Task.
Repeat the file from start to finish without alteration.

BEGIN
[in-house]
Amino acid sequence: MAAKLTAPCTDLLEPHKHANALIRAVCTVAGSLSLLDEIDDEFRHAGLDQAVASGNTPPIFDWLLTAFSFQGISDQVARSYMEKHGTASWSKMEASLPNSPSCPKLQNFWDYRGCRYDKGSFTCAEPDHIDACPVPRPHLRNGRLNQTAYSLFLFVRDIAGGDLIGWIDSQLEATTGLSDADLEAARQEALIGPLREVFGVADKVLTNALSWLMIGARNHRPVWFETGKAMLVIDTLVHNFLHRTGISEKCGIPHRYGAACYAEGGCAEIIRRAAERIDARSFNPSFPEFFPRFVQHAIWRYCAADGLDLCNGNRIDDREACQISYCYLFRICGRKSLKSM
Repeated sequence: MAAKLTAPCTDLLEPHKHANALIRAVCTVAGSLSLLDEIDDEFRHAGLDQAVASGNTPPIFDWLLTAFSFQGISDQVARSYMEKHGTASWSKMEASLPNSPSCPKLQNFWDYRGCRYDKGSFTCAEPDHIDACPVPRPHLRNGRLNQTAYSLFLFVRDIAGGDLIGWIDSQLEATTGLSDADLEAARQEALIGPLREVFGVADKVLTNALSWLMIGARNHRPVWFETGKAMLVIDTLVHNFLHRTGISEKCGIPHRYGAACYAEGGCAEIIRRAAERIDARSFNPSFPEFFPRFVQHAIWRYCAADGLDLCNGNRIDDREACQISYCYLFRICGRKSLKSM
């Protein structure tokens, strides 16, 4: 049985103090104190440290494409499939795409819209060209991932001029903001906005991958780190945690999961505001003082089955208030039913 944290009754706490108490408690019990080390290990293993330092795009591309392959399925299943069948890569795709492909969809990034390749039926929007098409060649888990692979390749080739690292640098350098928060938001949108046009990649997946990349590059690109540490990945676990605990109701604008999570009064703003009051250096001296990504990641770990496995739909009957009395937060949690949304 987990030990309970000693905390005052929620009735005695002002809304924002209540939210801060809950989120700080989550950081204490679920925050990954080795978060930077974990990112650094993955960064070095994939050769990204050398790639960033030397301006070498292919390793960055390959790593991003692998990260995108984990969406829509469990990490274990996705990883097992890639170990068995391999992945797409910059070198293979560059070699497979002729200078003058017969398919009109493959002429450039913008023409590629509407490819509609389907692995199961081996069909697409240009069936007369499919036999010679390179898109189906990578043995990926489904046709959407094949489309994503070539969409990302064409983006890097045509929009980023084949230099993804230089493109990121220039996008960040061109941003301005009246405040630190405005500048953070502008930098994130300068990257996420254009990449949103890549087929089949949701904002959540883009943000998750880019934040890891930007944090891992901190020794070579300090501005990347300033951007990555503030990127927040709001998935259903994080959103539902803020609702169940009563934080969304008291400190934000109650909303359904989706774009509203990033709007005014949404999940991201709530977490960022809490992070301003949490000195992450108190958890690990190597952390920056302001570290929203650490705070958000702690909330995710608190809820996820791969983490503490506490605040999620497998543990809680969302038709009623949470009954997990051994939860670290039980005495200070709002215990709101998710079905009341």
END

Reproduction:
[in-house]
Amino acid sequence: MAAKLTAPCTDLLEPHKHANALIRAVCTVAGSLSLLDEIDDEFRHAGLDQAVASGNTPPIFDWLLTAFSFQGISDQVARSYMEKHGTASWSKMEASLPNSPSCPKLQNFWDYRGCRYDKGSFTCAEPDHIDACPVPRPHLRNGRLNQTAYSLFLFVRDIAGGDLIGWIDSQLEATTGLSDADLEAARQEALIGPLREVFGVADKVLTNALSWLMIGARNHRPVWFETGKAMLVIDTLVHNFLHRTGISEKCGIPHRYGAACYAEGGCAEIIRRAAERIDARSFNPSFPEFFPRFVQHAIWRYCAADGLDLCNGNRIDDREACQISYCYLFRICGRKSLKSM
Repeated sequence: MAAKLTAPCTDLLEPHKHANALIRAVCTVAGSLSLLDEIDDEFRHAGLDQAVASGNTPPIFDWLLTAFSFQGISDQVARSYMEKHGTASWSKMEASLPNSPSCPKLQNFWDYRGCRYDKGSFTCAEPDHIDACPVPRPHLRNGRLNQTAYSLFLFVRDIAGGDLIGWIDSQLEATTGLSDADLEAARQEALIGPLREVFGVADKVLTNALSWLMIGARNHRPVWFETGKAMLVIDTLVHNFLHRTGISEKCGIPHRYGAACYAEGGCAEIIRRAAERIDARSFNPSFPEFFPRFVQHAIWRYCAADGLDLCNGNRIDDREACQISYCYLFRICGRKSLKSM
């Protein structure tokens, strides 16, 4: 049985103090104190440290494409499939795409819209060209991932001029903001906005991958780190945690999961505001003082089955208030039913 944290009754706490108490408690019990080390290990293993330092795009591309392959399925299943069948890569795709492909969809990034390749039926929007098409060649888990692979390749080739690292640098350098928060938001949108046009990649997946990349590059690109540490990945676990605990109701604008999570009064703003009051250096001296990504990641770990496995739909009957009395937060949690949304 987990030990309970000693905390005052929620009735005695002002809304924002209540939210801060809950989120700080989550950081204490679920925050990954080795978060930077974990990112650094993955960064070095994939050769990204050398790639960033030397301006070498292919390793960055390959790593991003692998990260995108984990969406829509469990990490274990996705990883097992890639170990068995391999992945797409910059070198293979560059070699497979002729200078003058017969398919009109493959002429450039913008023409590629509407490819509609389907692995199961081996069909697409240009069936007369499919036999010679390179898109189906990578043995990926489904046709959407094949489309994503070539969409990302064409983006890097045509929009980023084949230099993804230089493109990121220039996008960040061109941003301005009246405040630190405005500048953070502008930098994130300068990257996420254009990449949103890549087929089949949701904002959540883009943000998750880019934040890891930007944090891992901190020794070579300090501005990347300033951007990555503030990127927040709001998935259903994080959103539902803020609702169940009563934080969304008291400190934000109650909303359904989706774009509203990033709007005014949404999940991201709530977490960022809490992070301003949490000195992450108190958890690990190597952390920056302001570290929203650490705070958000702690909330995710608190809820996820791969983490503490506490605040999620497998543990809680969302038709009623949470009954997990051994939860670290039980005495200070709002215990709101998710079905009341």